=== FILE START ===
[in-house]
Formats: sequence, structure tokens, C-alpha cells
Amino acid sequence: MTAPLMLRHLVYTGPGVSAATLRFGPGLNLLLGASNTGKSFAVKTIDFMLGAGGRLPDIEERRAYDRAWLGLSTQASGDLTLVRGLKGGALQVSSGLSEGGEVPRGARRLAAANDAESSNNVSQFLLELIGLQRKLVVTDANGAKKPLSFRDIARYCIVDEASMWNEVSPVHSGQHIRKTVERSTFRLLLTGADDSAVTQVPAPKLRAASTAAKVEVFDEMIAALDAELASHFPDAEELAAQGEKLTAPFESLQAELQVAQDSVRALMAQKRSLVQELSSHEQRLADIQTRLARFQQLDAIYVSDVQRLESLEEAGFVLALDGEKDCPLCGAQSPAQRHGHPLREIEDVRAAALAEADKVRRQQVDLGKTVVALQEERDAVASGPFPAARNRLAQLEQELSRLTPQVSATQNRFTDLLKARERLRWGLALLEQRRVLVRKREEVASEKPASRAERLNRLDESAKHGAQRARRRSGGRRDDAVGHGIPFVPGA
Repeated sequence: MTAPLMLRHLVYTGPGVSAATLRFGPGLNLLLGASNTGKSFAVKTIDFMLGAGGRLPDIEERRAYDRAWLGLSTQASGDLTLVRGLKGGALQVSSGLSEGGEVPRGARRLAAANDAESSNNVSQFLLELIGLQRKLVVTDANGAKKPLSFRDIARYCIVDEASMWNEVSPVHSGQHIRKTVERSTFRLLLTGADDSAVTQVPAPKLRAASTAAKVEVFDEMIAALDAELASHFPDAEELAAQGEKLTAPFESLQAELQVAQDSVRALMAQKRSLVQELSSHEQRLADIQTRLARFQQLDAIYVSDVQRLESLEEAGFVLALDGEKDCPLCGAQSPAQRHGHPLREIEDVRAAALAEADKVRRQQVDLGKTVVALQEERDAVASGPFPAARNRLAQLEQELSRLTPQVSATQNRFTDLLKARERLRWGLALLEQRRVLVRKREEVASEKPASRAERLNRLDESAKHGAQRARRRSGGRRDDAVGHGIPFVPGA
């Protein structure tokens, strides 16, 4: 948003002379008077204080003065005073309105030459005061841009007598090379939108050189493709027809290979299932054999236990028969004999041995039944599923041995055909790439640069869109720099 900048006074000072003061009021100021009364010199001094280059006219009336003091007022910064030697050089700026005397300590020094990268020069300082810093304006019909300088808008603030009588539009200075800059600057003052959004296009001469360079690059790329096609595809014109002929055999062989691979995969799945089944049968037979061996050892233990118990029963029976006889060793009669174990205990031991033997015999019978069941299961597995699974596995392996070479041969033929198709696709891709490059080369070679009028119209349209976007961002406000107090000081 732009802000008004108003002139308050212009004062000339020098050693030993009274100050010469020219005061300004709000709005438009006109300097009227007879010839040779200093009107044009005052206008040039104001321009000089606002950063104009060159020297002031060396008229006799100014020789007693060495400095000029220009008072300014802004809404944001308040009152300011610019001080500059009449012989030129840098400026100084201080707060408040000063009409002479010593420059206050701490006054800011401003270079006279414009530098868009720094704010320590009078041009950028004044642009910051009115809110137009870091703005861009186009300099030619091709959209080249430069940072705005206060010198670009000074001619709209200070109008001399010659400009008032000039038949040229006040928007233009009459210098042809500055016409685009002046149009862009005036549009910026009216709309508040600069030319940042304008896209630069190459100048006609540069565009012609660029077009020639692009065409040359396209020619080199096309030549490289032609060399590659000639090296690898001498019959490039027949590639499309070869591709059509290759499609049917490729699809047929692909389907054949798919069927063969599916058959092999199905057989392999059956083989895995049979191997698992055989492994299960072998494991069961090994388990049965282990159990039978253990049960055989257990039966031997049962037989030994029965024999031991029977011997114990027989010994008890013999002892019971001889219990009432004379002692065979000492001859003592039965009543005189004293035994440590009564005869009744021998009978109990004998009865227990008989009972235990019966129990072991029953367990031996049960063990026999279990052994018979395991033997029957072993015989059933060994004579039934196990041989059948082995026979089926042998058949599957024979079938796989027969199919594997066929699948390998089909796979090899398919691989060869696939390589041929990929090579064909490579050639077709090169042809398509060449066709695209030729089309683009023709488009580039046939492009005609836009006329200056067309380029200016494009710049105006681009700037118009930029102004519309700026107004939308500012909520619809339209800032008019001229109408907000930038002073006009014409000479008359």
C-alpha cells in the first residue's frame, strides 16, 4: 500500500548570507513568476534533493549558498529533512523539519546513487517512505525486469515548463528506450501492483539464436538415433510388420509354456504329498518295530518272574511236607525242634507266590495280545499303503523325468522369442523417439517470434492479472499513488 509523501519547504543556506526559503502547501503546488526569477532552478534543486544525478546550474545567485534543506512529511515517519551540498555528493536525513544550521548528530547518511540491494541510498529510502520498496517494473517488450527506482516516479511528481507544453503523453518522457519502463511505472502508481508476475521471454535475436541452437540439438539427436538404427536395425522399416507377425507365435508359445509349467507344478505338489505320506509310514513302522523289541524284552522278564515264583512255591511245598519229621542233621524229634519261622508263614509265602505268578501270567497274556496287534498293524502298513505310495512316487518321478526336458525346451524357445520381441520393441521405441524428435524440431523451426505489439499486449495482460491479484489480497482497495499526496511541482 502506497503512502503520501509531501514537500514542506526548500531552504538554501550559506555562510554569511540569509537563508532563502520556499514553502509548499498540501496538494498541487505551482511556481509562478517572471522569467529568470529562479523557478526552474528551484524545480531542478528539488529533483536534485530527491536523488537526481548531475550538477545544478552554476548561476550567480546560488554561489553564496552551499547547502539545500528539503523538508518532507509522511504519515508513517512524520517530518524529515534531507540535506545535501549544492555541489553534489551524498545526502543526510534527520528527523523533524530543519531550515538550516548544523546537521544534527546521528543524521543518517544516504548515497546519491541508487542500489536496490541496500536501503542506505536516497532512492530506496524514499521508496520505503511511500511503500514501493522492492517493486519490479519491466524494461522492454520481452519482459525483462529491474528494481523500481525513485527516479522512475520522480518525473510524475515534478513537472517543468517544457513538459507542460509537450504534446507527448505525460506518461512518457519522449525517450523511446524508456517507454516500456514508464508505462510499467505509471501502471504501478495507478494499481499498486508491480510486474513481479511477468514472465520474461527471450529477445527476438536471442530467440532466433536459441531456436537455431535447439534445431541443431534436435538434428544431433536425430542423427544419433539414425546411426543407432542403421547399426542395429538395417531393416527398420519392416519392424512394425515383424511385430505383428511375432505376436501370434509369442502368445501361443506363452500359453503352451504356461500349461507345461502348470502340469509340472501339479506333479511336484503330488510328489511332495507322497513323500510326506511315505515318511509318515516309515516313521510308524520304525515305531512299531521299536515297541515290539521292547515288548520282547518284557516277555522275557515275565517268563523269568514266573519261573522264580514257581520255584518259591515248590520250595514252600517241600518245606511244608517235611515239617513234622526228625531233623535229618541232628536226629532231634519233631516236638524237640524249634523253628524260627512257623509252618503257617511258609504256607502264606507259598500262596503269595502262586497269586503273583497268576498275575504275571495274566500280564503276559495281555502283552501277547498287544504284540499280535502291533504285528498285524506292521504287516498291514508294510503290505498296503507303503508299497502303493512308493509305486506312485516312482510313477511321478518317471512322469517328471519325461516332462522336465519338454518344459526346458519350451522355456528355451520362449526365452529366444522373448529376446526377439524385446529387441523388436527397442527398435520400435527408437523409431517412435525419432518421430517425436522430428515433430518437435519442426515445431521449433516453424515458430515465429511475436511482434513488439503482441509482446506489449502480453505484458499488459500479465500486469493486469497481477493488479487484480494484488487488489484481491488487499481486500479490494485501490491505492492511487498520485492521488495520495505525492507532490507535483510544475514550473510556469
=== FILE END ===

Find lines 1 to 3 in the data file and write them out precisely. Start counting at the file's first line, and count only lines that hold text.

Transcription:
[in-house]
Formats: sequence, structure tokens, C-alpha cells
Amino acid sequence: MTAPLMLRHLVYTGPGVSAATLRFGPGLNLLLGASNTGKSFAVKTIDFMLGAGGRLPDIEERRAYDRAWLGLSTQASGDLTLVRGLKGGALQVSSGLSEGGEVPRGARRLAAANDAESSNNVSQFLLELIGLQRKLVVTDANGAKKPLSFRDIARYCIVDEASMWNEVSPVHSGQHIRKTVERSTFRLLLTGADDSAVTQVPAPKLRAASTAAKVEVFDEMIAALDAELASHFPDAEELAAQGEKLTAPFESLQAELQVAQDSVRALMAQKRSLVQELSSHEQRLADIQTRLARFQQLDAIYVSDVQRLESLEEAGFVLALDGEKDCPLCGAQSPAQRHGHPLREIEDVRAAALAEADKVRRQQVDLGKTVVALQEERDAVASGPFPAARNRLAQLEQELSRLTPQVSATQNRFTDLLKARERLRWGLALLEQRRVLVRKREEVASEKPASRAERLNRLDESAKHGAQRARRRSGGRRDDAVGHGIPFVPGA